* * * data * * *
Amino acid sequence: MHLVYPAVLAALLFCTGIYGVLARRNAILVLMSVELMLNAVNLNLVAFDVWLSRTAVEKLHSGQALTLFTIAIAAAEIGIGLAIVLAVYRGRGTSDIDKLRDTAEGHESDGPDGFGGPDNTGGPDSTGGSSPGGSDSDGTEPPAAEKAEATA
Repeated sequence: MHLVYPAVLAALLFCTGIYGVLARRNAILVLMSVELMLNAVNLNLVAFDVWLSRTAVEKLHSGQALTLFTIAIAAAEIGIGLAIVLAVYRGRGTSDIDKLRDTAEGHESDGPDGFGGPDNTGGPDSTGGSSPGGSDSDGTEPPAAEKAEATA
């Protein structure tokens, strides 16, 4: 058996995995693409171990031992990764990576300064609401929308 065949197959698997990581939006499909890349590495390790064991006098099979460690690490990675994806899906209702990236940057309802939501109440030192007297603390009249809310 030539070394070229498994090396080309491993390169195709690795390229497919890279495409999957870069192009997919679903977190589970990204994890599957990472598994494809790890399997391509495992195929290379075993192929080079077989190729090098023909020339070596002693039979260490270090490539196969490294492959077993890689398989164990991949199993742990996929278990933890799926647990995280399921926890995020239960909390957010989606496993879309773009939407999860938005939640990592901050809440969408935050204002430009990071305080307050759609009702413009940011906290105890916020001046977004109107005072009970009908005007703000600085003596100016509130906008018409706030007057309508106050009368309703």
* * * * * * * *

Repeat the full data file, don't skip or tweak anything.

Amino acid sequence: MHLVYPAVLAALLFCTGIYGVLARRNAILVLMSVELMLNAVNLNLVAFDVWLSRTAVEKLHSGQALTLFTIAIAAAEIGIGLAIVLAVYRGRGTSDIDKLRDTAEGHESDGPDGFGGPDNTGGPDSTGGSSPGGSDSDGTEPPAAEKAEATA
Repeated sequence: MHLVYPAVLAALLFCTGIYGVLARRNAILVLMSVELMLNAVNLNLVAFDVWLSRTAVEKLHSGQALTLFTIAIAAAEIGIGLAIVLAVYRGRGTSDIDKLRDTAEGHESDGPDGFGGPDNTGGPDSTGGSSPGGSDSDGTEPPAAEKAEATA
């Protein structure tokens, strides 16, 4: 058996995995693409171990031992990764990576300064609401929308 065949197959698997990581939006499909890349590495390790064991006098099979460690690490990675994806899906209702990236940057309802939501109440030192007297603390009249809310 030539070394070229498994090396080309491993390169195709690795390229497919890279495409999957870069192009997919679903977190589970990204994890599957990472598994494809790890399997391509495992195929290379075993192929080079077989190729090098023909020339070596002693039979260490270090490539196969490294492959077993890689398989164990991949199993742990996929278990933890799926647990995280399921926890995020239960909390957010989606496993879309773009939407999860938005939640990592901050809440969408935050204002430009990071305080307050759609009702413009940011906290105890916020001046977004109107005072009970009908005007703000600085003596100016509130906008018409706030007057309508106050009368309703």